NRL News

Kenny Rogers’ song portrays a father’s grief and regret following abortion

by | Apr 7, 2020

By Texas Right to Life

Country music superstar Kenny Rogers, who passed away at age 81 in March, sang a song that resonates with millions of men around the world.  The song, the title track from his 2006 album “Water and Bridges,” tells the story of a father’s grief following an abortion.  Although abortion activists wrongly portray abortion as a “women’s” issue, the reality is that an abortion decision affects every member of a family and community. 

Rogers told CNN at the time of the album’s release that the story in the song was “really about choices you make when you’re young that you pay for when you’re old.”  Rogers explained about the song, “It starts off with a young couple who have an abortion.  And the guy says, ‘If a father could hold his son, I could undo what’s been done, but I guess everyone is living with water and bridges.’”

The song follows a young couple facing an unplanned pregnancy and the couple’s decision to end their baby’s life in an abortion.  The song opens, “I was young, so was she / Life didn’t stay a mystery / For very long / We could do no wrong.”  

The story continues, “When she called, said she was late / So we took a little drive upstate / And took care of that / Yeah, just took care of that.”

The decision of the young couple is portrayed so cavalierly and flippantly, but the father looking back at the decision later in life is filled with regret.  Rogers sings, “But now I’m lookin’ back at some of my decisions / Now that it’s much too late to change / How a father could have held his son / If I could undo what’s been done / But I guess everyone is living with water and bridges.” 

Although Rogers chose the song because he seemed to feel the message would resonate with listeners, he did not write the lyrics.  The song was the work of country music writer Craig Wiseman. 

Wiseman said of himself, “I’m not a songwriter.  I’m just a writer.” He explained, “You observe the stuff everybody observes — what makes people point at the radio and go, ‘Exactly!’ ‘Man, that’s just how it was.”’  The prevalence of abortion since the legalization of elective abortion in our nation and many nations around the world means that, sadly, many fathers can likely relate to the song and the pain expressed by the singer.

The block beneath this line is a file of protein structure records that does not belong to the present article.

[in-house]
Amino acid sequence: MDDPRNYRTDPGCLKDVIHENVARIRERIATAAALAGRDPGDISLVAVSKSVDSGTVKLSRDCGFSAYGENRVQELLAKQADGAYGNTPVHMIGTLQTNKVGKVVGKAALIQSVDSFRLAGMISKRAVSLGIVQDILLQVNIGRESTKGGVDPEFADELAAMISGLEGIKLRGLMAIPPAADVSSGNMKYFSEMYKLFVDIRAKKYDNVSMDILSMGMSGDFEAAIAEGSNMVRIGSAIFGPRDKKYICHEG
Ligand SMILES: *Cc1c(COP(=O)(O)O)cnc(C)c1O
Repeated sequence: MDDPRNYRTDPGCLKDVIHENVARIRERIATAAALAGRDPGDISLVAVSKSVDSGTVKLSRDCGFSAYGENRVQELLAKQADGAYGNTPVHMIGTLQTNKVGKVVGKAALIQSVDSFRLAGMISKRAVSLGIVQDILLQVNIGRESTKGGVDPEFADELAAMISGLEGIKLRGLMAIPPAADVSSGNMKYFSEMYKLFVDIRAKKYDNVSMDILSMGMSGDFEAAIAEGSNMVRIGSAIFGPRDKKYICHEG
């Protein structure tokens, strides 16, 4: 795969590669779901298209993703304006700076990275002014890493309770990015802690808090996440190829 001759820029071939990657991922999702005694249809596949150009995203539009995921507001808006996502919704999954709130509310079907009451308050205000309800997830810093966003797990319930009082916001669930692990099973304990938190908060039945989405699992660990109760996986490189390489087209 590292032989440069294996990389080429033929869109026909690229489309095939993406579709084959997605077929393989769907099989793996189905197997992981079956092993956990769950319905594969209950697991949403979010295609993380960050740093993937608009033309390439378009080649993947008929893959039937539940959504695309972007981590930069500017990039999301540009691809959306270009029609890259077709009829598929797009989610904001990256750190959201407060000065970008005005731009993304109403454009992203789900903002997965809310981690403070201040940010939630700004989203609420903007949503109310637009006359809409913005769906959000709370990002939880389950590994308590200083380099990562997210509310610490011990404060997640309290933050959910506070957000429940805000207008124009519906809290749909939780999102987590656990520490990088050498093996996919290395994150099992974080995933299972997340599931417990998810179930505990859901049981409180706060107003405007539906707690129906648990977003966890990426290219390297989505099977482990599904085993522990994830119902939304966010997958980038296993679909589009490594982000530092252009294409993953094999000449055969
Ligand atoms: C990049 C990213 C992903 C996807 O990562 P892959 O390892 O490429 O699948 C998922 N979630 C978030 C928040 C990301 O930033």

Rogers explained why he was drawn to Wiseman’s work, saying, “Music should do one of three things: it should make you laugh, make you cry, or make you think.”  There is no doubt that “Water and Bridges” succeeds in making people cry and think about an abortion decision in a way that moves beyond the oversimplification and empty rhetoric of the abortion industry.  Although the mainstream media has cooperated with the abortion industry in spreading the lie that abortion is a “woman’s right,” the gruesome reality of abortion is that the violent procedure ends a unique human life and often irrevocably damages the lives of everyone around that child.

Other artists have written and performed songs about abortion regret, many of them deeply, but there are only rare examples of men’s stories of abortion regret.  Despite the near total silence in popular culture about a father’s abortion regret, there is evidence that many men feel intense grief and regret in the years and decades following an abortion decision.  The pain can be particularly intense because many fathers have no legal recourse to protect their preborn babies if the mother decides to undergo an elective abortion. 

Describing his girlfriend’s decision to undergo an abortion, one father said, “I didn’t know how I was going to survive; I wasn’t going to jump off a bridge, but I probably would have drank myself to death.”  He added, “I’ve thought about what happened every day for the last 32 years.” Other fathers similarly report that following an abortion decision, even one they proposed, they were left “depressed” and with “deep scars” and “guilt.”

Rogers will be remembered for his decades of country music.  He also leaves a legacy in a raw and emotional song expressing what is so often ignored in our culture: a father’s pain following the death of his child in an abortion.

Categories: Abortion